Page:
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ANONYMOUS NO MORE

Three of 16 Civil War veterans recognized with new headstones

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ANONYMOUS NO MORE

Members of the Daughters of the American Revolution and the Native Daughters of the Golden West in period costumes were among those who attended the recognition of Civil War soldiers buried at Eas...

ROSE ALBANO RISSO/Bulletin Correspondent/


POSTED April 16, 2018 2:26 a.m.

They are anonymous no more.

James S. Evans, Victor Gilliam, and Albert Shearer, three of the 16 Civil War soldiers buried at historic East Union Pioneer Cemetery, were without any identifying headstones. It’s been that way for years, perhaps even decades.

Until a determined sleuth, Janet Fiore of Manteca discovered their identities. Not only did she find out their names. She also obtained for each soldier a free headstone from the Veterans Administration.

The placement of the three headstones for the three soldiers was dedicated during a special ceremony Saturday, which also honored the other 13 Civil War soldiers who are buried at the cemetery on the corner of Louise Avenue and Union Road, the resting place of many area pioneers.

The graves of the three soldiers honored were identified by two American flag balloons for the occasion. Red, white and blue balloons marked the graves of the 13 other soldiers.

“After a hundred years now, they are marked,” Fiore said of the soldiers whose final resting places were without markers until recently.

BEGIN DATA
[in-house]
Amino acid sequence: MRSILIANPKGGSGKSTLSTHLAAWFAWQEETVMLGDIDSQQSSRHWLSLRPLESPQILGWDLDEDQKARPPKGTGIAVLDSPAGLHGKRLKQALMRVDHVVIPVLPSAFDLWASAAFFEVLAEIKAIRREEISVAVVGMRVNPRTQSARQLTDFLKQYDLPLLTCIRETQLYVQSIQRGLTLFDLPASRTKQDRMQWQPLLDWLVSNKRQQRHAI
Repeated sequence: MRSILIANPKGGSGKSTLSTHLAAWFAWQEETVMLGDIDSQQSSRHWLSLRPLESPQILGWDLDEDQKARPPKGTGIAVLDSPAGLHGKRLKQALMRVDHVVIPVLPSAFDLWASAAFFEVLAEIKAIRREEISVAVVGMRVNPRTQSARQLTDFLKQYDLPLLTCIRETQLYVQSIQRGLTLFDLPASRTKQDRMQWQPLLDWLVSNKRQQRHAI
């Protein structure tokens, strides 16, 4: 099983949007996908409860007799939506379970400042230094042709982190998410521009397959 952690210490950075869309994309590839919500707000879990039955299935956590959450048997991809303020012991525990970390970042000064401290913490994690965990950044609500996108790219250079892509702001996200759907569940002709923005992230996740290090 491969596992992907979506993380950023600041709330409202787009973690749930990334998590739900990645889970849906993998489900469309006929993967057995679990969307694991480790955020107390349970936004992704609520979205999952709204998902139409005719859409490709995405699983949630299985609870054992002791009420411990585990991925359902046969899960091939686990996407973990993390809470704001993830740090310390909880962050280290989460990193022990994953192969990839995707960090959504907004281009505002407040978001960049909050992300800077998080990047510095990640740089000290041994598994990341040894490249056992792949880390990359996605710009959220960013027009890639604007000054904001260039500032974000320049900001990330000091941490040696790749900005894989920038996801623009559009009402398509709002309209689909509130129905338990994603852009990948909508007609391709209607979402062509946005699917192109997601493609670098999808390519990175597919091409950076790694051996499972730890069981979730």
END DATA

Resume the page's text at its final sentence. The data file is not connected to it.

Jim Monteton, whose Sacramento group, the Sons of Union Veterans of the Civil War Camp 22, lent their presence to the solemn occasion, shared some thoughts during the short dedication program held on the cemetery grounds.

“Albert Shearer, late of the 3rd California Infantry; Victor Gilliam, late of the 2nd Kansas Cavalry; and, James Evans, late of the 34th Indiana Infantry — the march of these soldiers is long over. . . May we, as we stand here by these graves, remember that it is  our duty, as Sons of Union Veterans of the Civil War, to honor the memory of the men who stood shoulder to shoulder on the bloody fields of battle, who guarded so faithfully, so honestly and so well the sacred bonds of the statehood, and who fought for liberty and the dear old flag.

“They have passed away to their final review and upon us have devolved by sacred right of heritage the duty of perpetuating the principles for which they fought. May we never forget.”

The 30-minute program concluded with a 21-gun salute by members of the George Wright Camp 22 of the Sons of Union Veterans of the Civil War, and the solemn playing of the Taps by Manteca VFW and American Legion member Jim Walker.

Adding even more authenticity to the ceremony were members of the Sons of Union Veterans of the Civil War who wore period uniforms, as well as local members of the Daughters of the American Revolution and Native Daughters of the Golden West which included Fiore and Carol Bone who were dressed in Civil War-era gowns. Also on hand to help in the preparations were Tracy and Manteca members of the Gone But Not Forgotten Veterans Project with their identifying red T-shirts. Guests included members the Veterans of Foreign Wars Post 6311 and American Legion Post 249 of Manteca.

Speaking before presenting Jim Monteton, Camp 22 Commander of the Sons of Union Veterans of the Civil War, a Certificate of Recognition from the City of Manteca, Council member Richard Silverman said Saturday’s event was part of the year-long series of observances and celebrations leading to the centennial anniversary in May of the Family City’s incorporation.

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